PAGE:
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Üge

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Üge
da Üge
Type
isolating
Alignment
nominative
Head direction
initial
Tonal
No
Declensions
No
Conjugations
Yes
Genders
3
Nouns decline according to...
Case Number
Definiteness Gender
Verbs conjugate according to...
Voice Mood
Person Number
Tense Aspect



General informationEdit

Under the Power of the Eternal Tengri. Under the Majesty of the Eternal Khan. Arghun Our word.

Üge is a Mongolian-German creole spoken in the Northern German Plain. Its name derives from Classical Mongolian "üge" (word; speech). The language came about as a creolisation of a pidgin used in communication between the Mongol upper class and Saxon lower class in the former northern Holy Roman Empire.

PhonologyEdit

The phonology of Üge is a simplified version of Low German with considerable Mongol influences. The language has eight monophthongs and two diphthongs, without a vowel length distinction. It also has sixteen consonant phonemes which don't contrast in length.

Front Central Back
High i (i) y (ü) ə (ë) u (u)
Mid e (e) ø (ö) o (o)
Low a (a)
Diphthongs ai (ei) au (au)
Labial Alveolar Palatal Velar
Plosive p (p) b (b) t (t) d (d) k (k ck) g (g)
Fricative f (v f) s (s) ʃ (sch) x (ch/h)
Nasal m (m) n (n) ŋ(g) (ng)
Approximants v (w) r (r) l (l) j (j)

The fricative /f/ is written <v> word-initially, and <f> otherwise. The plosive /k/ likewise follows a similar distribution: it is initially <k> and otherwise <ck>.

Vowel AssimilationEdit

Umlaut is very productive in Üge; all nouns form their plural by way of either plain affixation or affixation combined with umlaut; this umlaut maps {ë a au o u} → {e e ei ö ü}, meaning that nouns with front vowels do not have umlauted plurals. There also exists a progressive vowel harmony process that maps {a au o u} ↔ {e ei ö ü} based on vowel frontness of the vowel in the root; here, <ë> counts as a neutral vowel.

These assimilatory processes were either introduced or reinforced by Mongolian influence.

GrammarEdit

Üge grammar is very isolating, with most of the inflectional system of German stripped away and replaced with analytic constructions.

NounsEdit

Üge nouns have a rudimentary declension system: they decline for two numbers and two cases: the singular and plural, and nominative and genitive respectively. All nouns receive a plural suffix <-(ë)n> and additionally undergo umlaut whenever possible, as well as receive different articles. Case is indicated either through a genitive suffix <-(ë)s> in indefinite nouns, or by article in definite nouns. Indefinite nouns get no article.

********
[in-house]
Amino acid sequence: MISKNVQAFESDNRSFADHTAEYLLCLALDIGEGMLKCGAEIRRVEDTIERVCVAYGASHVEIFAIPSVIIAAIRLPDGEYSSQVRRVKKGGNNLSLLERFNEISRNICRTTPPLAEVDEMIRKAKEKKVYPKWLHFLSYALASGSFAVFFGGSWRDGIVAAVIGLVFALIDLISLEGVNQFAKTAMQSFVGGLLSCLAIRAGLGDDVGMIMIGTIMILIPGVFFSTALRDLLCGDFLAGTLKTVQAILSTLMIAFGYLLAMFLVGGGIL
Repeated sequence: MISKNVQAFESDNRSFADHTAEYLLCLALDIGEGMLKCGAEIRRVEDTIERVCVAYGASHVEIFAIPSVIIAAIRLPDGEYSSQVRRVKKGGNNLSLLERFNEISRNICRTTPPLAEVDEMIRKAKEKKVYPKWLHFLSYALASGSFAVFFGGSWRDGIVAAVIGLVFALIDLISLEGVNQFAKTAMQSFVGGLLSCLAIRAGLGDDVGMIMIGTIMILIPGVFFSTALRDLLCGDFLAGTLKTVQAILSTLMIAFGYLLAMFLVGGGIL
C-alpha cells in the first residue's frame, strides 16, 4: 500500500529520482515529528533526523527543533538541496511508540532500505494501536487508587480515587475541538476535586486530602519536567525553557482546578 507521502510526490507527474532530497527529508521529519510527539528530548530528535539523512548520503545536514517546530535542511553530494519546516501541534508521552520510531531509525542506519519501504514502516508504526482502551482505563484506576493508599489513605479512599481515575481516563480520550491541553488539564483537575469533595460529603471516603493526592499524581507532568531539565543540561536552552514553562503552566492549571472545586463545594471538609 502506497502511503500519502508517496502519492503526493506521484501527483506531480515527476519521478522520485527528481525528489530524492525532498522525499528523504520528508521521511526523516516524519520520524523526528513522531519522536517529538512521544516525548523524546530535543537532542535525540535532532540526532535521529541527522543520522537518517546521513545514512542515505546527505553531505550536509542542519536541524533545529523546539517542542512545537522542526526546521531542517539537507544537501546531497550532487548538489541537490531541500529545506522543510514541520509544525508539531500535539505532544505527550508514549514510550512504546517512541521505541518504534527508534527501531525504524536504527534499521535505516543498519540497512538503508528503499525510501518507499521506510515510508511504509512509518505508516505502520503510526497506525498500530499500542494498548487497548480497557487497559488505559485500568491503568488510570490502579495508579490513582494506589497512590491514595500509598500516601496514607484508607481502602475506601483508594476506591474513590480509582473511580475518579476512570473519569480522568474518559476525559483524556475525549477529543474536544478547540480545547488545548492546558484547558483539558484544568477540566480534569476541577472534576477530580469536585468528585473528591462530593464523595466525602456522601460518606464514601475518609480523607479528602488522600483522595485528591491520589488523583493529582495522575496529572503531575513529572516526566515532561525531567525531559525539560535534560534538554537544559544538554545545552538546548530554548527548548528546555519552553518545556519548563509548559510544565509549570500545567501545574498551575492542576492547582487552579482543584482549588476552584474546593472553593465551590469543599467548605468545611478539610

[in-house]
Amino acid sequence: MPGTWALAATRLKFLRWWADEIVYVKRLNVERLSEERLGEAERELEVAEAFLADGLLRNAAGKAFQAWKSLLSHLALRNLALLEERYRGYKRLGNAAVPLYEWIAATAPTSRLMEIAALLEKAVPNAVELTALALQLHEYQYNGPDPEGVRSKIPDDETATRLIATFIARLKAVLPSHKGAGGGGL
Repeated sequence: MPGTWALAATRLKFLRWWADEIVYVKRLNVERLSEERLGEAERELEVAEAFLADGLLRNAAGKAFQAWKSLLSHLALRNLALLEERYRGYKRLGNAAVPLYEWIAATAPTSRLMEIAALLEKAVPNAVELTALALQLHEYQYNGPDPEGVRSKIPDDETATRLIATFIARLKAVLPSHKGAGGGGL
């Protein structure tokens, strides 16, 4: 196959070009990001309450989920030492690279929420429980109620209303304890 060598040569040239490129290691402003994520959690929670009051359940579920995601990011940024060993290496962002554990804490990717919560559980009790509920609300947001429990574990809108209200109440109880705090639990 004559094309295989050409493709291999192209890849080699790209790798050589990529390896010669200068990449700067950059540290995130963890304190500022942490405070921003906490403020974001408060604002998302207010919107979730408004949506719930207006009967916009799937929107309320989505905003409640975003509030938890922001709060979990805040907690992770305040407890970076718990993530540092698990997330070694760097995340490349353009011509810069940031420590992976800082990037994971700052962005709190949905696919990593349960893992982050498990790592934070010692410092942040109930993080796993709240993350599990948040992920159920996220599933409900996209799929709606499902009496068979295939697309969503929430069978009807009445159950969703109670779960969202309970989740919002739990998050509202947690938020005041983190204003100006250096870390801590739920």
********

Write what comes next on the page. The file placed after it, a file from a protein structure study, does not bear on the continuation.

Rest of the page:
Declensions of three example nouns, <di hun> (dog, wolf), <da üge> (word, speech, language) and <at schil> (year):

Declension
di hun da üge at schil
nom.sg.def di hun da üge at schil
gen.sg.def es hun ar üge es schil
nom.pl.def di hünën di ügen di schilën
gen.pl.def ar hünën ar ügen ar schilën
hun üge schil
nom.sg.idef hun üge schil
gen.sg.idef huns üges schilës
nom.pl.idef hünën ügen schilën
gen.pl.idef hünëns ügens schilëns

Many nouns that end in a CëC syllable undergo syncope, so that they form plurals that end in CCën. Clusters produced by syncope are usually subject to further simplification and reduction.

AdjectivesEdit

Üge adjectives are morphologically simple: their citation form is the singular indefinite, and both definiteness and plurality are marked with <-ë> where applicable. Adjectives ending in vowels, as well as in suffixes such as <-ick>, <-fël> and <-isch>, do not take this suffix and are thus indeclinable. Adjectives don't decline according to case. Declensions of two example adjectives, <mach> (evil) and <mendick> (healthy, sane):

SG.IDEF SG.DEF PL.IDEF PL.DEF
mach mach machë
mendick mendick

PronounsEdit

Üge has a simplified pronoun system, with pronouns coming from native German words:

1st Person 2nd Person 3rd Person
Sg. Nom. ma du (mf)
 dat(n)  
Gen. mën dën des
Pl. Nom. wën di
Gen. un in dar

VerbsEdit

Üge verb morphology is rudimentary: verbs distinguish only number in inflection; all temporal and modal information is encoded analytically. The infinitive is always identical to the plural. There exist four irregular verbs: <sin> (copula), <kön> (be able to, know), <schölën> (must) and <don> (do, work, give). The infinitive and plural are usually marked with -ën; the singular is thus only the bare stem. Conjugation patterns of the four irregular verbs, as well as a sample regular verb <nemën> (add, augment, take):

Singular Plural
nemën nem nemën
sin is sin
kön kan kön
schölën schal schölën
don de don

SyntaxEdit

VocabularyEdit

Üge/Lexicon

Example textEdit

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